On March 20, 2016, Defendant Rocha terminated Plaintiff. (Compl. ¶ 19.) According to Plaintiff, after his termination, Rite Aid's “lawyers sent [him] a letter insinuating that he was terminated for the shoplifting incident that occurred over three months prior to his termination.” (Compl. ¶ 20.)

         B. Procedural Background

         On February 14, 2017, Plaintiff filed the instant Action in the Superior Court of California, County of Los Angeles. (See Compl.) Plaintiff's Complaint includes fourteen causes of action: (1) discrimination in violation of California's Fair Employment and Housing Act (“FEHA”); (2) harassment in violation of FEHA; (3) retaliation in violation of FEHA; (4) failure to reasonably accommodate in violation of FEHA; (5) failure to engage in the interactive process in violation of FEHA; (6) failure to prevent discrimination, harassment, and retaliation in violation of FEHA; (7) retaliation in violation of California Labor Code section 1102.5; (8) wrongful termination in violation of public policy; (9) breach of express oral contract not to terminate without good cause; (10) breach of implied-in-fact contract not to terminate without good cause; (11) intentional infliction of emotional distress; (12) failure to provide meal breaks; (13) failure to provide rest breaks; and, (14) intentional infliction of emotional distress.[3](See Compl.)

         On March 17, 2017, Defendants removed the action to this Court on the basis of federal question jurisdiction, because, according to Defendants, Plaintiff's claims require the interpretation of a collective bargaining agreement (“CBA”) between Plaintiff's employer and a union. (See Dkt. No. 1 (hereinafter, “Removal”) ¶ 9.) Plaintiff filed the instant Motion to Remand the action to the Superior Court on April 7, 2017. (See Mot.) Defendants filed their Opposition on April 17, 2017. (See Dkt. No. 11 (hereinafter, “Opp'n”).) Plaintiff replied on April 24, 2017. (See Dkt. No. 13.)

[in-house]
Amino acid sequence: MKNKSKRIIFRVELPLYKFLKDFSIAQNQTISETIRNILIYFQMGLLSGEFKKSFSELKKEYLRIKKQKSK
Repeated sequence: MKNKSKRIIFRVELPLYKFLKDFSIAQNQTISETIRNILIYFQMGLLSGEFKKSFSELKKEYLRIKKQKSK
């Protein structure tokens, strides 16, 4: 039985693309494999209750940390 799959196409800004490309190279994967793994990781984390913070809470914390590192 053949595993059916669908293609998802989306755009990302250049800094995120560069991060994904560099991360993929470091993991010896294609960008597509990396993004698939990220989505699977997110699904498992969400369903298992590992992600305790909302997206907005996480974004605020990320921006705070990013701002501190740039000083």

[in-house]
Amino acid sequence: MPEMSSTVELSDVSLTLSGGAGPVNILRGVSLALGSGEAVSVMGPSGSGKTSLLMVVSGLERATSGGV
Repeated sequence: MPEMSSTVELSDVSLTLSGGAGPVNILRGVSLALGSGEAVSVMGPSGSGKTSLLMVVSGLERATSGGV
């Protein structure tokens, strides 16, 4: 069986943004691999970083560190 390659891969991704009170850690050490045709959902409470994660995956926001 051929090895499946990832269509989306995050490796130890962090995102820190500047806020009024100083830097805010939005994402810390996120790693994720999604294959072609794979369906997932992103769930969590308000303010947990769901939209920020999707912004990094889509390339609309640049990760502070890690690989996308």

III. LEGAL STANDARD

         Federal courts are of limited jurisdiction and possess only that jurisdiction which is authorized by either the Constitution or federal statute. Kokkonen v. Guardian Life Ins. Co. of Am., 511 U.S. 375, 377 (1994). Under 28 U.S.C. § 1331, federal courts have jurisdiction over “all civil actions arising under the Constitution, laws, or treaties of the United States.” 28 U.S.C. § 1331. A case “arises under” federal law if a plaintiff's “well-pleaded complaint establishes either that federal law creates the cause of action” or that the plaintiff's “right to relief under state law requires resolution of a substantial question of federal law in dispute between the parties.” Franchise Tax Bd. v. Constr. Laborers Vacation Tr. for S. Cal., 463 U.S. 1, 13 (1983). 28 U.S.C. § 1441(a) provides that a civil action may be removed to the district court only if the district court has original jurisdiction over the issues alleged in the state court complaint.

         In determining whether removal in a given case is proper, a court should “strictly construe the removal statute against removal jurisdiction.” Gaus v. Miles, Inc., 980 F.2d 564, 566 (9th Cir. 1992). “Federal jurisdiction must be rejected if there is any doubt as to the right of removal in the first instance.” Id. The removing party, therefore, bears a heavy burden to rebut the presumption against removal. See Id. “[T]he court resolves all ambiguity in favor of remand to state court.” Hunter v. Philip Morris USA, 582 F.3d 1039, 1042 (9th Cir. 2009) (citing Gaus, 980 F.2d at 566).

         IV. DISCUSSION

         As stated above, the Court has jurisdiction over this action only if it arises under federal law.[4] 28 U.S.C. § 1331. Plaintiff claims that the Court lacks jurisdiction and requests that the Court remand the proceeding to state court. (See Mot.) Defendants contend that the Court has federal question jurisdiction over this action because several of Plaintiff's claims are preempted by § 301 of the Labor Management Relations Act (“LMRA”). (See Opp'n.)

         A. LMRA ...